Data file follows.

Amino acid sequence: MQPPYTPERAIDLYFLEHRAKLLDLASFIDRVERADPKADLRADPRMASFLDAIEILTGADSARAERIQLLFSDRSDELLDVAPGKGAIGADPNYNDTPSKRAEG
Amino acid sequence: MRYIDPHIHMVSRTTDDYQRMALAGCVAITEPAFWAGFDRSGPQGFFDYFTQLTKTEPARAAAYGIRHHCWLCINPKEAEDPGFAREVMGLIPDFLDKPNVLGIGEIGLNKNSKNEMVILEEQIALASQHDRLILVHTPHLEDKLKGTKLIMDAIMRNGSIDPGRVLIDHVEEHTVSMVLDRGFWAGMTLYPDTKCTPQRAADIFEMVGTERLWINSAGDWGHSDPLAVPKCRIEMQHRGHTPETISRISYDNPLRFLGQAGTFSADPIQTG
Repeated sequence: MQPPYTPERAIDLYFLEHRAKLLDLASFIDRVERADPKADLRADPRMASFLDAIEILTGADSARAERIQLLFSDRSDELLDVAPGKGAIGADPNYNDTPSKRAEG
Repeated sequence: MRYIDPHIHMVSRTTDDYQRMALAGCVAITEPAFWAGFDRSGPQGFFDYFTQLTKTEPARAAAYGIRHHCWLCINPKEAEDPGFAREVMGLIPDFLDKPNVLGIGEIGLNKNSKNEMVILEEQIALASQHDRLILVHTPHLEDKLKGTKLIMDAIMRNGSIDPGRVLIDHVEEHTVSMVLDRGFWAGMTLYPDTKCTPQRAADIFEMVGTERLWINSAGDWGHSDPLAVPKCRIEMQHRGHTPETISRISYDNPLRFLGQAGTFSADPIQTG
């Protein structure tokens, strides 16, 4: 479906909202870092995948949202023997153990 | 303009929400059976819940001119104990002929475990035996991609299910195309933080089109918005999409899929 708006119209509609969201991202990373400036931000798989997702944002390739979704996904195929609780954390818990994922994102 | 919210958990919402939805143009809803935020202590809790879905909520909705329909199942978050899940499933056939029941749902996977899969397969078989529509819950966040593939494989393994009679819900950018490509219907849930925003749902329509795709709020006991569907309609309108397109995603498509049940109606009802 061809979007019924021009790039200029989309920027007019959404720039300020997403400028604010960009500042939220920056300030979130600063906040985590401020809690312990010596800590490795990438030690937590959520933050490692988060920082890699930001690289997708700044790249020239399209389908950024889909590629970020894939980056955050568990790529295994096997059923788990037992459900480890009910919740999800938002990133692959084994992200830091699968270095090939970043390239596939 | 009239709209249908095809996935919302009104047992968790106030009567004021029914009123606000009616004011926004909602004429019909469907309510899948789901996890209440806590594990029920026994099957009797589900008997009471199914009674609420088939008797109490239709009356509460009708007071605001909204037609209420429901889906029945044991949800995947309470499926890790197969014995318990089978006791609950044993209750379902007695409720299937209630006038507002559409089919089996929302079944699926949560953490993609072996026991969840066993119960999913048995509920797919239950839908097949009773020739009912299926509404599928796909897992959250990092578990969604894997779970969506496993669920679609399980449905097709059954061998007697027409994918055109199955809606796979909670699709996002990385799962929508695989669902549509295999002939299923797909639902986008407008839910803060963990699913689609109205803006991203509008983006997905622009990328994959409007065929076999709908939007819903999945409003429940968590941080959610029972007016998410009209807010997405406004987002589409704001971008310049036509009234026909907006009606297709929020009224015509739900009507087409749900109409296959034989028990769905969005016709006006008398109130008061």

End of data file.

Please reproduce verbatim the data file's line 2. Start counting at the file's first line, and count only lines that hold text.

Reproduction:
Amino acid sequence: MRYIDPHIHMVSRTTDDYQRMALAGCVAITEPAFWAGFDRSGPQGFFDYFTQLTKTEPARAAAYGIRHHCWLCINPKEAEDPGFAREVMGLIPDFLDKPNVLGIGEIGLNKNSKNEMVILEEQIALASQHDRLILVHTPHLEDKLKGTKLIMDAIMRNGSIDPGRVLIDHVEEHTVSMVLDRGFWAGMTLYPDTKCTPQRAADIFEMVGTERLWINSAGDWGHSDPLAVPKCRIEMQHRGHTPETISRISYDNPLRFLGQAGTFSADPIQTG